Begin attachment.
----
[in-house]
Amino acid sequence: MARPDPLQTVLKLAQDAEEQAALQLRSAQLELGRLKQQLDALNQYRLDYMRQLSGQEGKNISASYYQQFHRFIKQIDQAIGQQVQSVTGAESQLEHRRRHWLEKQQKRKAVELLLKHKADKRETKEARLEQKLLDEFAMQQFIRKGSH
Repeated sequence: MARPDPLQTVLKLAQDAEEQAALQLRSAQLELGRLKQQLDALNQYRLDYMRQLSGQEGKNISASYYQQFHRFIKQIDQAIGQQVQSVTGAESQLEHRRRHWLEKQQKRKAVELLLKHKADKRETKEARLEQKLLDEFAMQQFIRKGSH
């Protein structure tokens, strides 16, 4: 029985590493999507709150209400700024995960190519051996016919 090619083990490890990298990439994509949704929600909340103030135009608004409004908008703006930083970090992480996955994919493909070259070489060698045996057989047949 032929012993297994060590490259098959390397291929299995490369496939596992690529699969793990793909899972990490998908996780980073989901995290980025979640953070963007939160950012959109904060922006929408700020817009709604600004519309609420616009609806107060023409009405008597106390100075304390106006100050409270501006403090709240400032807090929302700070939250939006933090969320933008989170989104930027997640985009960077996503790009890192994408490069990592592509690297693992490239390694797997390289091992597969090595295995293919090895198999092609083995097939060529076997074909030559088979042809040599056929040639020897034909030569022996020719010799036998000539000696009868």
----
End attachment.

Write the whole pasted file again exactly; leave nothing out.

[in-house]
Amino acid sequence: MARPDPLQTVLKLAQDAEEQAALQLRSAQLELGRLKQQLDALNQYRLDYMRQLSGQEGKNISASYYQQFHRFIKQIDQAIGQQVQSVTGAESQLEHRRRHWLEKQQKRKAVELLLKHKADKRETKEARLEQKLLDEFAMQQFIRKGSH
Repeated sequence: MARPDPLQTVLKLAQDAEEQAALQLRSAQLELGRLKQQLDALNQYRLDYMRQLSGQEGKNISASYYQQFHRFIKQIDQAIGQQVQSVTGAESQLEHRRRHWLEKQQKRKAVELLLKHKADKRETKEARLEQKLLDEFAMQQFIRKGSH
């Protein structure tokens, strides 16, 4: 029985590493999507709150209400700024995960190519051996016919 090619083990490890990298990439994509949704929600909340103030135009608004409004908008703006930083970090992480996955994919493909070259070489060698045996057989047949 032929012993297994060590490259098959390397291929299995490369496939596992690529699969793990793909899972990490998908996780980073989901995290980025979640953070963007939160950012959109904060922006929408700020817009709604600004519309609420616009609806107060023409009405008597106390100075304390106006100050409270501006403090709240400032807090929302700070939250939006933090969320933008989170989104930027997640985009960077996503790009890192994408490069990592592509690297693992490239390694797997390289091992597969090595295995293919090895198999092609083995097939060529076997074909030559088979042809040599056929040639020897034909030569022996020719010799036998000539000696009868």